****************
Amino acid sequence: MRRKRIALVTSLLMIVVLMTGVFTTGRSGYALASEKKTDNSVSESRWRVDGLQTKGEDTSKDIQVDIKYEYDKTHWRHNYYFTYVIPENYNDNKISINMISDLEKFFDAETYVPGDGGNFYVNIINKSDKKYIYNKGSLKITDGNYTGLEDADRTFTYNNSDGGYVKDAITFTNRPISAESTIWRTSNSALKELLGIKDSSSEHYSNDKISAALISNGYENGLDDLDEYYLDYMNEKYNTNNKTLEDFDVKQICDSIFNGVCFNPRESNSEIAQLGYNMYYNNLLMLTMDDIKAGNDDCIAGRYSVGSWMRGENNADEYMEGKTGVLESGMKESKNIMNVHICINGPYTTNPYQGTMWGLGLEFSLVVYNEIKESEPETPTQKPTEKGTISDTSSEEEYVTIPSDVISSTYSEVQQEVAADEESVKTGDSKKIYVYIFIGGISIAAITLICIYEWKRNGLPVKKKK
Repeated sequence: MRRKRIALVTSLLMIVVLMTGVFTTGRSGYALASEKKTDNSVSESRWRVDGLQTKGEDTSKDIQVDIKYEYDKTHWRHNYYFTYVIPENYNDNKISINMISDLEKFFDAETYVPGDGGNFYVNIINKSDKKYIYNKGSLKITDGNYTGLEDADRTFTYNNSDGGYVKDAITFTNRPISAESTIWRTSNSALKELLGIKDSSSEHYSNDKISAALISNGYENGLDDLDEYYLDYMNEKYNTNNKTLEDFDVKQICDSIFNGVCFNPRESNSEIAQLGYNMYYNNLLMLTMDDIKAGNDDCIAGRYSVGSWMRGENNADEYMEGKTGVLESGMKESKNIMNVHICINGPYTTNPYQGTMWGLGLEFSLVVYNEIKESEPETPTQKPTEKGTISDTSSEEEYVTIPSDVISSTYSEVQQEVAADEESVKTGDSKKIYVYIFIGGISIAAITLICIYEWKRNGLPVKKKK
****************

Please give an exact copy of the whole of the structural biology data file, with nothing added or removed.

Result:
Amino acid sequence: MRRKRIALVTSLLMIVVLMTGVFTTGRSGYALASEKKTDNSVSESRWRVDGLQTKGEDTSKDIQVDIKYEYDKTHWRHNYYFTYVIPENYNDNKISINMISDLEKFFDAETYVPGDGGNFYVNIINKSDKKYIYNKGSLKITDGNYTGLEDADRTFTYNNSDGGYVKDAITFTNRPISAESTIWRTSNSALKELLGIKDSSSEHYSNDKISAALISNGYENGLDDLDEYYLDYMNEKYNTNNKTLEDFDVKQICDSIFNGVCFNPRESNSEIAQLGYNMYYNNLLMLTMDDIKAGNDDCIAGRYSVGSWMRGENNADEYMEGKTGVLESGMKESKNIMNVHICINGPYTTNPYQGTMWGLGLEFSLVVYNEIKESEPETPTQKPTEKGTISDTSSEEEYVTIPSDVISSTYSEVQQEVAADEESVKTGDSKKIYVYIFIGGISIAAITLICIYEWKRNGLPVKKKK
Repeated sequence: MRRKRIALVTSLLMIVVLMTGVFTTGRSGYALASEKKTDNSVSESRWRVDGLQTKGEDTSKDIQVDIKYEYDKTHWRHNYYFTYVIPENYNDNKISINMISDLEKFFDAETYVPGDGGNFYVNIINKSDKKYIYNKGSLKITDGNYTGLEDADRTFTYNNSDGGYVKDAITFTNRPISAESTIWRTSNSALKELLGIKDSSSEHYSNDKISAALISNGYENGLDDLDEYYLDYMNEKYNTNNKTLEDFDVKQICDSIFNGVCFNPRESNSEIAQLGYNMYYNNLLMLTMDDIKAGNDDCIAGRYSVGSWMRGENNADEYMEGKTGVLESGMKESKNIMNVHICINGPYTTNPYQGTMWGLGLEFSLVVYNEIKESEPETPTQKPTEKGTISDTSSEEEYVTIPSDVISSTYSEVQQEVAADEESVKTGDSKKIYVYIFIGGISIAAITLICIYEWKRNGLPVKKKK